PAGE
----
The SQL parts of this should look like a straightforward UPDATE statement. Let’s look at the regexp_replace function call. The first parameter is the field we want to search, the second parameter is the regex we are using for the test, and the last parameter is the substitution phrase.

Here is the regex by itself:


Breaking it down in English:

  1. Look for the string “cam” - capitalization matters in regex unless you tell the command to ignore case.
  2. Now the () means we are going to want to keep whatever is matched inside the parentheses for later
  3. \d means a digit character (0-9)
  4. {2} means we want exactly 2 digits
  5. \s means a space character
  6. - means 0 or more space characters
  7. $ means anchor this pattern at the end of the string (this whole pattern has to occur at the end of the string)

Let me write this as sentences:

At the end of the string look for “cam” followed by exactly 2 digits, save the two digits for later, and there may be trailing spaces.

This exactly matches our records with only 2 numbers rather 3. I also discovered the “hidden” spaces while doing this so I had to put the \s on the end.

I had to anchor to the end so that we wouldn’t match cam001. This anchor is needed because cam00, in cam001, would also match “cam followed by exactly 2 digits followed by 0 or more spaces”.

Now when we look at the third parameter, the replacement string it should look pretty straight forward except the


This says put “cam0” at the beginning of the replacement string. For the \1 we have to go back to step 2 above. That group we put in the () was the first group we captured in the regex. So now \1 contains the content of the first group, which in our case was the 2 digits. If we had another () in the regex that would have been \2.

With this one call we replace all the incorrect camXX values because when the regex matches we get the new string and when it doesn’t we just set the original string back to itself. Boom!

Fixing the Capital Letters

With that other regex under our belt this one should be easier to understand. If you didn’t understand the other one maybe this will help you understand it more. Again, here is our problem string:


Again we are going to use regex replace. Here is the regex expression I came up with:

UPDATE camera SET cameraname = regexp_replace(cameraname,
'^CAM(\d{3})\s\*$', 'cam\1')

Here is the regex by itself:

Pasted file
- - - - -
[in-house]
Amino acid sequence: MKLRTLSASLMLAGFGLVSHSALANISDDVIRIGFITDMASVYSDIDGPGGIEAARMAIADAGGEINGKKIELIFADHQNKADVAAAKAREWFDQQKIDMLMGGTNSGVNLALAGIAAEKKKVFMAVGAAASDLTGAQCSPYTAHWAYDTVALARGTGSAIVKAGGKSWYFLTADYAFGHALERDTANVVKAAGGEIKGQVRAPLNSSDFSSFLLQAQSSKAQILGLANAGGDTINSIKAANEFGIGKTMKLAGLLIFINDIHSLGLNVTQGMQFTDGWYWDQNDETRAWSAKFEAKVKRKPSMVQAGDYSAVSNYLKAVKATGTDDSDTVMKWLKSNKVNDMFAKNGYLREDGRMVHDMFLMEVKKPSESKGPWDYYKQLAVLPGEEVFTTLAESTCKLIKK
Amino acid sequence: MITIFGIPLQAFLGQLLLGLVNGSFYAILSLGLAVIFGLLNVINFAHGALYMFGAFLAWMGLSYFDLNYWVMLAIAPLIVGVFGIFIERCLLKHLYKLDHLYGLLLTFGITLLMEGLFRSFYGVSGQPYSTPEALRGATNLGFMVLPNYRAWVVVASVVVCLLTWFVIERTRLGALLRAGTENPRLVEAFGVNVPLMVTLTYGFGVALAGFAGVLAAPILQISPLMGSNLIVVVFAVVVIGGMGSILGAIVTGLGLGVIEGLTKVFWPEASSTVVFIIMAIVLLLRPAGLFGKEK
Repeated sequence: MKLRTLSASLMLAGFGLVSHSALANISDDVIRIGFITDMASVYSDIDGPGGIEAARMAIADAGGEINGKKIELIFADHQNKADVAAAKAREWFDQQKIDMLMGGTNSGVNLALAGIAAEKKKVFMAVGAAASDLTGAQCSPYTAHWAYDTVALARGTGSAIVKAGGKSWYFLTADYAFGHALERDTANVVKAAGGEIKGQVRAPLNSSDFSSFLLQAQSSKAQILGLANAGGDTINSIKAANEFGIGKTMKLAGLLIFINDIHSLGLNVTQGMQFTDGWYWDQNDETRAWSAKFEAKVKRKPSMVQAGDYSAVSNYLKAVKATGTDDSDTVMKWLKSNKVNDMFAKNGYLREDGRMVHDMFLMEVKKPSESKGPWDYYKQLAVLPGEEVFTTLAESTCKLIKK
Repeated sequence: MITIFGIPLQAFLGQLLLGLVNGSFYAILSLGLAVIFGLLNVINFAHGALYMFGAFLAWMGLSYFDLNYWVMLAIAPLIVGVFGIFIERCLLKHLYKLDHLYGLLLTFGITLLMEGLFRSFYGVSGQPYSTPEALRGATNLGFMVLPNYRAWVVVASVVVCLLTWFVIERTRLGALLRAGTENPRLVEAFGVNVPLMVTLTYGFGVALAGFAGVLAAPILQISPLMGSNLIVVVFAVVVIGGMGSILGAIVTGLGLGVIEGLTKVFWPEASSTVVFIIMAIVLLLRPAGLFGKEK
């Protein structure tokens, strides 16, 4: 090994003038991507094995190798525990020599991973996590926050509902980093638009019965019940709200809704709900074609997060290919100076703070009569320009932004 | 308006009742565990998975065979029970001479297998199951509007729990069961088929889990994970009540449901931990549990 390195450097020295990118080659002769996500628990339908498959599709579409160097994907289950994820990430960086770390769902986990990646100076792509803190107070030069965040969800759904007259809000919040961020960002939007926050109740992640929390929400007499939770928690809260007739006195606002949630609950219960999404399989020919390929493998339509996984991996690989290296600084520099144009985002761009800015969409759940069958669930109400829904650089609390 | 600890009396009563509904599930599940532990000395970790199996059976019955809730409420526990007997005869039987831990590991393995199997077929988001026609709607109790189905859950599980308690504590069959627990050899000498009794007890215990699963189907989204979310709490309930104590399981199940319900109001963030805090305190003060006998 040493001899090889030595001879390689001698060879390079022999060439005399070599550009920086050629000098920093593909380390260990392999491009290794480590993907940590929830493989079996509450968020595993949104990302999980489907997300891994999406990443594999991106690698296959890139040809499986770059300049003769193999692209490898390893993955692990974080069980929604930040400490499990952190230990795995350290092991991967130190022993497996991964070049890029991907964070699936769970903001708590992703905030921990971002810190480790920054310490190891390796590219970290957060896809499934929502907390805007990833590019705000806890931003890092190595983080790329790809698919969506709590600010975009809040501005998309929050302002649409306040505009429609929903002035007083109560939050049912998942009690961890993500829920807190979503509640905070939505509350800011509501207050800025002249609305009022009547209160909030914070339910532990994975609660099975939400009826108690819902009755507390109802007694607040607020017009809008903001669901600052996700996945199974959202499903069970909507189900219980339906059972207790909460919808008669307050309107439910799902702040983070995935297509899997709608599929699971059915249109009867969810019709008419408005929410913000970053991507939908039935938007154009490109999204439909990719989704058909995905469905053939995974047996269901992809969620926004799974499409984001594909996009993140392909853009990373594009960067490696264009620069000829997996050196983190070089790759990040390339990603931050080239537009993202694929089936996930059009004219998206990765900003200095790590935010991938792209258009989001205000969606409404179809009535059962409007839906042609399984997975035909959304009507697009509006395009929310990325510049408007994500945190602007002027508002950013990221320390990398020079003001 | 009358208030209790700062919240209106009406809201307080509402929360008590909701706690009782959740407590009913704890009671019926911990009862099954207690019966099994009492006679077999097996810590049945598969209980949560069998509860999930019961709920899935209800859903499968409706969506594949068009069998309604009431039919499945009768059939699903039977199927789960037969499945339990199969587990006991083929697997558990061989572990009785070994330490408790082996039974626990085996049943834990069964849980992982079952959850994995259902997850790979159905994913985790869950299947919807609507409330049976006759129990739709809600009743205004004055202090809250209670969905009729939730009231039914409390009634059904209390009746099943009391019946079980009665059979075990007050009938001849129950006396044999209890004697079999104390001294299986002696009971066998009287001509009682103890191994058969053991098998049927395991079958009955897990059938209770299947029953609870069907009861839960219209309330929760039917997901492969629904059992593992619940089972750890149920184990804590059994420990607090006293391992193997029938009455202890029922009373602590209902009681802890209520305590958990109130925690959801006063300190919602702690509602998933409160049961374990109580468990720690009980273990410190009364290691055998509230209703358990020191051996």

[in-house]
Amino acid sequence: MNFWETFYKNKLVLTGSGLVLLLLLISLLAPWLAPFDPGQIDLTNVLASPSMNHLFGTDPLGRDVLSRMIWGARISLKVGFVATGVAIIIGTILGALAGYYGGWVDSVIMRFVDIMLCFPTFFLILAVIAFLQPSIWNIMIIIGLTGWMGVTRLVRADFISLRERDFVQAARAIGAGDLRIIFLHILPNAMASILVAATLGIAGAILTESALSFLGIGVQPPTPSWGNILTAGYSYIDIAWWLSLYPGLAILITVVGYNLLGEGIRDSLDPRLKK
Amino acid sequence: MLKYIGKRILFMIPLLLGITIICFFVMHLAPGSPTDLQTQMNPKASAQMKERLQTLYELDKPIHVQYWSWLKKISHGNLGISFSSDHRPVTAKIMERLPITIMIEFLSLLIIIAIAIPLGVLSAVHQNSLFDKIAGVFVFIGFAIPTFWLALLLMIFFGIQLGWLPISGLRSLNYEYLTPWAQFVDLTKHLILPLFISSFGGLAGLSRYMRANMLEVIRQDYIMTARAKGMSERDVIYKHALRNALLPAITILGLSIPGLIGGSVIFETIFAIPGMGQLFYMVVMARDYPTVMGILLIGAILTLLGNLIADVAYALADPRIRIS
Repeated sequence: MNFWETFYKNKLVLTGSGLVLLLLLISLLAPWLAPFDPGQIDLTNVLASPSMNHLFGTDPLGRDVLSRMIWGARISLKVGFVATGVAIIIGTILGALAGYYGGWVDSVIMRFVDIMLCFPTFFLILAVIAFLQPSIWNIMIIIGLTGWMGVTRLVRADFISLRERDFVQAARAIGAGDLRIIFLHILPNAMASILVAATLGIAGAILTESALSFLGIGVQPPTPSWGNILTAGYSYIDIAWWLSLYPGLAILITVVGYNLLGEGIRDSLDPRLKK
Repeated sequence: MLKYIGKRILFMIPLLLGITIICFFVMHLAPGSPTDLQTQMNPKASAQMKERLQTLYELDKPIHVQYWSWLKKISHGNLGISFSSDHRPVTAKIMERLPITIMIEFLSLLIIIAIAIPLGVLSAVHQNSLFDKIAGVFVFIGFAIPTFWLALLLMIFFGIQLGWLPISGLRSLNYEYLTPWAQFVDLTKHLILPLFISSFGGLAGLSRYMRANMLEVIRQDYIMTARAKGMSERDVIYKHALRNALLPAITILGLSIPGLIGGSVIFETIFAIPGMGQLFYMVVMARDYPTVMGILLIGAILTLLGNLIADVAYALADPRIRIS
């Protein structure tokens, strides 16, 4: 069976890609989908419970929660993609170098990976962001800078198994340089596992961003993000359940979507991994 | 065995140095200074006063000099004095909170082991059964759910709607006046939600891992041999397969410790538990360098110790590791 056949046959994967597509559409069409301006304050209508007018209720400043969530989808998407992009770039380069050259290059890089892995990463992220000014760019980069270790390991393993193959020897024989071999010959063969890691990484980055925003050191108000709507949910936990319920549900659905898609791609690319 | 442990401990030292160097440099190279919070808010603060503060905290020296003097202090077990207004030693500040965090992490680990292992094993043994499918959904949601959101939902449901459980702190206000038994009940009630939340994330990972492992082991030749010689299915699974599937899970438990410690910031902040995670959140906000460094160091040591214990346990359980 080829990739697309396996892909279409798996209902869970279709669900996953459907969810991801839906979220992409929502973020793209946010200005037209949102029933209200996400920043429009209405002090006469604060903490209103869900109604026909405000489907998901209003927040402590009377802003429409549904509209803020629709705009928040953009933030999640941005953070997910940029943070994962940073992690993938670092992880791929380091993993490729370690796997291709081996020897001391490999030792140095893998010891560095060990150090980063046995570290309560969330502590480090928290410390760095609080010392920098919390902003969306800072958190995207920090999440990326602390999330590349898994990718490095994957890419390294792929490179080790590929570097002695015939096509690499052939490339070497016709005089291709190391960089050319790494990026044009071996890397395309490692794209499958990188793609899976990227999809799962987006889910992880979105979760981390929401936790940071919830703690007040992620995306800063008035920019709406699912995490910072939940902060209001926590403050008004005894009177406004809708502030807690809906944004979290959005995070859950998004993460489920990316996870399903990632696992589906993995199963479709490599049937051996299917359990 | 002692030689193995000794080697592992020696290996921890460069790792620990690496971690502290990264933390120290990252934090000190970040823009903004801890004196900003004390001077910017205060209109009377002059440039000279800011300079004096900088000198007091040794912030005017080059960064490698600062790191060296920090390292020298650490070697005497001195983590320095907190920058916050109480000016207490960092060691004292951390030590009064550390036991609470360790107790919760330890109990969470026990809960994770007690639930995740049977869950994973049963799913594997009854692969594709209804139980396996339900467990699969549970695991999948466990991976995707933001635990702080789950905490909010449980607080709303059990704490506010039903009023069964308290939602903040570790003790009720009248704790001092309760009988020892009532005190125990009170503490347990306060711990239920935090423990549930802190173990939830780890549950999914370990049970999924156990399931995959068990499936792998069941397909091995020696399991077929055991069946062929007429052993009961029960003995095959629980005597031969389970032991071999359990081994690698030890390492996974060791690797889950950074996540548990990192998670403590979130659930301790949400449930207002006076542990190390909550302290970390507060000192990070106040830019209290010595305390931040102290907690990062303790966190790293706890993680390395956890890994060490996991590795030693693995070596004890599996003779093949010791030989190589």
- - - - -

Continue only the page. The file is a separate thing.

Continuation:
Breaking it down in English:

  1. ^ means anchor/start at the beginning of the line
  2. Look for the string “CAM”
  3. () means we are going to want to save the contents inside
  4. \d means means a digit (0-9)
  5. {3} means we want exactly 3 digits
  6. \s means a space
  7. - means 0 or more spaces
  8. $ means this pattern goes to the end of the line

The sentence for this one looks like:

The beginning of the line has to start with “CAM”, followed by exactly 3 digits that we save for later, then 0 or more spaces, and finally this string has to go to the end of the line.

I don’t want to pick up a string like “This is CAM000 test”. To make sure our pattern starts at the beginning of the line, we use ^. We also anchor at the end of the line to ensure the pattern we are searching for is the whole line.

And the replacement parameter is this:


Since we captured 3 digits in our parentheses, that capture can go right after the ‘cam’ string to make a valid camera name.

Wrap Up

I hope you see both the power and the ease of using regular expressions in the database. Just like programming languages, you can start with simple statements and grow in your expertise over time. There are also some nice web applications to play around and test your regex.

As I said before, you can also use regular expressions in so many other places, like your programming language of choice or your favorite IDE/editor. Do you love regex as much as me? Do you have any cool examples of using them in Postgres? If so shoot us a message on our twitter account. Happy pattern matching!

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Steve Pousty

December 2, 2020 More by this author